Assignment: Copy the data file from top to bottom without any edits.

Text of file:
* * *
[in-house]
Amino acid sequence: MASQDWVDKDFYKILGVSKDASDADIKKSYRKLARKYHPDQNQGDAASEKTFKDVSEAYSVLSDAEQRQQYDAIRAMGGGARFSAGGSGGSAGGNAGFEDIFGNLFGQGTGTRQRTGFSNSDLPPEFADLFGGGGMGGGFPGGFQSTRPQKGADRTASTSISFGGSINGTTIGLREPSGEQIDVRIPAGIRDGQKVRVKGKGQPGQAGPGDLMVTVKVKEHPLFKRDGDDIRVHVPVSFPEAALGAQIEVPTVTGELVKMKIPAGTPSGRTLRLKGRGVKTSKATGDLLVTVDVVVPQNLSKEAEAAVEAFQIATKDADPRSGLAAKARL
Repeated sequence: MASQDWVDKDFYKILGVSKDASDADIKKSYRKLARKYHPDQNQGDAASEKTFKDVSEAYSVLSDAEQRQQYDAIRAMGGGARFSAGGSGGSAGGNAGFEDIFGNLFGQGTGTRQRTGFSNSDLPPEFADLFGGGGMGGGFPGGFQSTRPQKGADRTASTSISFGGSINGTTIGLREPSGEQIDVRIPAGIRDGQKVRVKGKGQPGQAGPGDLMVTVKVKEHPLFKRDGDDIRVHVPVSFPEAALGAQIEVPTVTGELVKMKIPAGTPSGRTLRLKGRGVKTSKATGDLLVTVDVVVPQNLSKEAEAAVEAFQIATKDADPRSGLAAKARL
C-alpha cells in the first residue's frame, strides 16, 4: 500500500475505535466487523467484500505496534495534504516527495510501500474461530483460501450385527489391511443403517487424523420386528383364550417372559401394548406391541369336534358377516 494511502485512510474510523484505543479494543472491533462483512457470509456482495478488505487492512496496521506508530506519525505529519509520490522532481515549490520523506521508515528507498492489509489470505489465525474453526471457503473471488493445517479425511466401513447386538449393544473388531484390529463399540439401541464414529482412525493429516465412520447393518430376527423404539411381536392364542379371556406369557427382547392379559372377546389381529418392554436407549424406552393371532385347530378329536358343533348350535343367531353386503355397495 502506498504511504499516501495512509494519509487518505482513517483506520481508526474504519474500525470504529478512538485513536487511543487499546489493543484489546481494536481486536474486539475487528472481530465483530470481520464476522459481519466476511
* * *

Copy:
[in-house]
Amino acid sequence: MASQDWVDKDFYKILGVSKDASDADIKKSYRKLARKYHPDQNQGDAASEKTFKDVSEAYSVLSDAEQRQQYDAIRAMGGGARFSAGGSGGSAGGNAGFEDIFGNLFGQGTGTRQRTGFSNSDLPPEFADLFGGGGMGGGFPGGFQSTRPQKGADRTASTSISFGGSINGTTIGLREPSGEQIDVRIPAGIRDGQKVRVKGKGQPGQAGPGDLMVTVKVKEHPLFKRDGDDIRVHVPVSFPEAALGAQIEVPTVTGELVKMKIPAGTPSGRTLRLKGRGVKTSKATGDLLVTVDVVVPQNLSKEAEAAVEAFQIATKDADPRSGLAAKARL
Repeated sequence: MASQDWVDKDFYKILGVSKDASDADIKKSYRKLARKYHPDQNQGDAASEKTFKDVSEAYSVLSDAEQRQQYDAIRAMGGGARFSAGGSGGSAGGNAGFEDIFGNLFGQGTGTRQRTGFSNSDLPPEFADLFGGGGMGGGFPGGFQSTRPQKGADRTASTSISFGGSINGTTIGLREPSGEQIDVRIPAGIRDGQKVRVKGKGQPGQAGPGDLMVTVKVKEHPLFKRDGDDIRVHVPVSFPEAALGAQIEVPTVTGELVKMKIPAGTPSGRTLRLKGRGVKTSKATGDLLVTVDVVVPQNLSKEAEAAVEAFQIATKDADPRSGLAAKARL
C-alpha cells in the first residue's frame, strides 16, 4: 500500500475505535466487523467484500505496534495534504516527495510501500474461530483460501450385527489391511443403517487424523420386528383364550417372559401394548406391541369336534358377516 494511502485512510474510523484505543479494543472491533462483512457470509456482495478488505487492512496496521506508530506519525505529519509520490522532481515549490520523506521508515528507498492489509489470505489465525474453526471457503473471488493445517479425511466401513447386538449393544473388531484390529463399540439401541464414529482412525493429516465412520447393518430376527423404539411381536392364542379371556406369557427382547392379559372377546389381529418392554436407549424406552393371532385347530378329536358343533348350535343367531353386503355397495 502506498504511504499516501495512509494519509487518505482513517483506520481508526474504519474500525470504529478512538485513536487511543487499546489493543484489546481494536481486536474486539475487528472481530465483530470481520464476522459481519466476511